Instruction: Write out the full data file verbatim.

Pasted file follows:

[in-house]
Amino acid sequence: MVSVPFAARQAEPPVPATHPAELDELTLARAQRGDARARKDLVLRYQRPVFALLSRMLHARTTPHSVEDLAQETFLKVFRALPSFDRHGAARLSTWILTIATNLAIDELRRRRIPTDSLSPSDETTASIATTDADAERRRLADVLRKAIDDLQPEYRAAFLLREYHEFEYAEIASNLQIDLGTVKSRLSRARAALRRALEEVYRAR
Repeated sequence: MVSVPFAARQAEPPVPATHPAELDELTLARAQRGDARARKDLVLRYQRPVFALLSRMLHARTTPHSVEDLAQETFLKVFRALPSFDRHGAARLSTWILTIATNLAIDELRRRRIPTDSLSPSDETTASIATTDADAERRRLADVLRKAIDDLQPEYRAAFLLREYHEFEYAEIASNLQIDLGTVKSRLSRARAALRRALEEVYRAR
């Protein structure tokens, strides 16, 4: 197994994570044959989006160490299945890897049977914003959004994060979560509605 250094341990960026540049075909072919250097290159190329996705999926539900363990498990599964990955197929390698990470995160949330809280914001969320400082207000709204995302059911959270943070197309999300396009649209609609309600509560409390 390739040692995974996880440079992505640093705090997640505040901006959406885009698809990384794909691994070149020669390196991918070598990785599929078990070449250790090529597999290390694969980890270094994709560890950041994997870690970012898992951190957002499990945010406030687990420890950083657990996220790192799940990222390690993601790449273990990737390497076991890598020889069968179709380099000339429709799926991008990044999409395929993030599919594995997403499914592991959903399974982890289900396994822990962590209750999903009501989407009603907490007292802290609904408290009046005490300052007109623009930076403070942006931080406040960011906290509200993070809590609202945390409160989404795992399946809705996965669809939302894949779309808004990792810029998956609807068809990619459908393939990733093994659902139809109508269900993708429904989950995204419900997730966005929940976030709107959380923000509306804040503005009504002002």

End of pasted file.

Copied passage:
[in-house]
Amino acid sequence: MVSVPFAARQAEPPVPATHPAELDELTLARAQRGDARARKDLVLRYQRPVFALLSRMLHARTTPHSVEDLAQETFLKVFRALPSFDRHGAARLSTWILTIATNLAIDELRRRRIPTDSLSPSDETTASIATTDADAERRRLADVLRKAIDDLQPEYRAAFLLREYHEFEYAEIASNLQIDLGTVKSRLSRARAALRRALEEVYRAR
Repeated sequence: MVSVPFAARQAEPPVPATHPAELDELTLARAQRGDARARKDLVLRYQRPVFALLSRMLHARTTPHSVEDLAQETFLKVFRALPSFDRHGAARLSTWILTIATNLAIDELRRRRIPTDSLSPSDETTASIATTDADAERRRLADVLRKAIDDLQPEYRAAFLLREYHEFEYAEIASNLQIDLGTVKSRLSRARAALRRALEEVYRAR
């Protein structure tokens, strides 16, 4: 197994994570044959989006160490299945890897049977914003959004994060979560509605 250094341990960026540049075909072919250097290159190329996705999926539900363990498990599964990955197929390698990470995160949330809280914001969320400082207000709204995302059911959270943070197309999300396009649209609609309600509560409390 390739040692995974996880440079992505640093705090997640505040901006959406885009698809990384794909691994070149020669390196991918070598990785599929078990070449250790090529597999290390694969980890270094994709560890950041994997870690970012898992951190957002499990945010406030687990420890950083657990996220790192799940990222390690993601790449273990990737390497076991890598020889069968179709380099000339429709799926991008990044999409395929993030599919594995997403499914592991959903399974982890289900396994822990962590209750999903009501989407009603907490007292802290609904408290009046005490300052007109623009930076403070942006931080406040960011906290509200993070809590609202945390409160989404795992399946809705996965669809939302894949779309808004990792810029998956609807068809990619459908393939990733093994659902139809109508269900993708429904989950995204419900997730966005929940976030709107959380923000509306804040503005009504002002």